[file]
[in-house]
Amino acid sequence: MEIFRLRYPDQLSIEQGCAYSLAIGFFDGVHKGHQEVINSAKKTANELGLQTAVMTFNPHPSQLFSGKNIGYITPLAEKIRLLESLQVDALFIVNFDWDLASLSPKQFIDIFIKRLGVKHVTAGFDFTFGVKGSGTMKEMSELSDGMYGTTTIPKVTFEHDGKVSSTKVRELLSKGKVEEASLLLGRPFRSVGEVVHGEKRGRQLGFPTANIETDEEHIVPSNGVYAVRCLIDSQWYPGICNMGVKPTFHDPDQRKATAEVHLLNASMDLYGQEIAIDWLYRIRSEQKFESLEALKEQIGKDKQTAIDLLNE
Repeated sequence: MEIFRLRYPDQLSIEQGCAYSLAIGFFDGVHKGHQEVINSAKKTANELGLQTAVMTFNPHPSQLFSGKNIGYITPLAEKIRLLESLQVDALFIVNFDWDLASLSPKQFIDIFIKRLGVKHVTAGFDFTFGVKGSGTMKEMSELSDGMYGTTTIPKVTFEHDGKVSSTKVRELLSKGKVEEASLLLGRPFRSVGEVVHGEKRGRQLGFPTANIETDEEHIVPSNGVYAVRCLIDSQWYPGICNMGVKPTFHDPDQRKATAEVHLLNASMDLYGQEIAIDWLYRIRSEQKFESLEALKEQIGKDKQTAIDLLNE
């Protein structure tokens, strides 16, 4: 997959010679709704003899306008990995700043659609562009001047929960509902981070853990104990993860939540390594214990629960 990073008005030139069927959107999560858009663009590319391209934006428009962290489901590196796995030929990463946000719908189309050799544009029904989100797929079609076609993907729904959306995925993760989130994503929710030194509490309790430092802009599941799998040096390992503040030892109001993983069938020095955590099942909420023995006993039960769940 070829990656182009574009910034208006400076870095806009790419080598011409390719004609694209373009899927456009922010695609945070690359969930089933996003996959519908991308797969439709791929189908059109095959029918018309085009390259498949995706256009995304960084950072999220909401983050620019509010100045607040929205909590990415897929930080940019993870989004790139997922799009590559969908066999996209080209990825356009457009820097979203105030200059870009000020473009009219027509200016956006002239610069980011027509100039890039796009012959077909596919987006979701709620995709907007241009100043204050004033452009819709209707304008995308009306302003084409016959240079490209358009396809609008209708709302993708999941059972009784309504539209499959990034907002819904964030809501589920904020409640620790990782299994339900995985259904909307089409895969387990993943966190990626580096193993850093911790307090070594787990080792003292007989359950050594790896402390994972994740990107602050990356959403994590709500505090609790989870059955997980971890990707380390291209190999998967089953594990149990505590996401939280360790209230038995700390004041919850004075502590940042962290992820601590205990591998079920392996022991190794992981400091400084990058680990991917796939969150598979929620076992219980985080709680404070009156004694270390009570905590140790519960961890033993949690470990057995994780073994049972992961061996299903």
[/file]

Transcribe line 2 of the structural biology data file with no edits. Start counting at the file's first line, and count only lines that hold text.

Amino acid sequence: MEIFRLRYPDQLSIEQGCAYSLAIGFFDGVHKGHQEVINSAKKTANELGLQTAVMTFNPHPSQLFSGKNIGYITPLAEKIRLLESLQVDALFIVNFDWDLASLSPKQFIDIFIKRLGVKHVTAGFDFTFGVKGSGTMKEMSELSDGMYGTTTIPKVTFEHDGKVSSTKVRELLSKGKVEEASLLLGRPFRSVGEVVHGEKRGRQLGFPTANIETDEEHIVPSNGVYAVRCLIDSQWYPGICNMGVKPTFHDPDQRKATAEVHLLNASMDLYGQEIAIDWLYRIRSEQKFESLEALKEQIGKDKQTAIDLLNE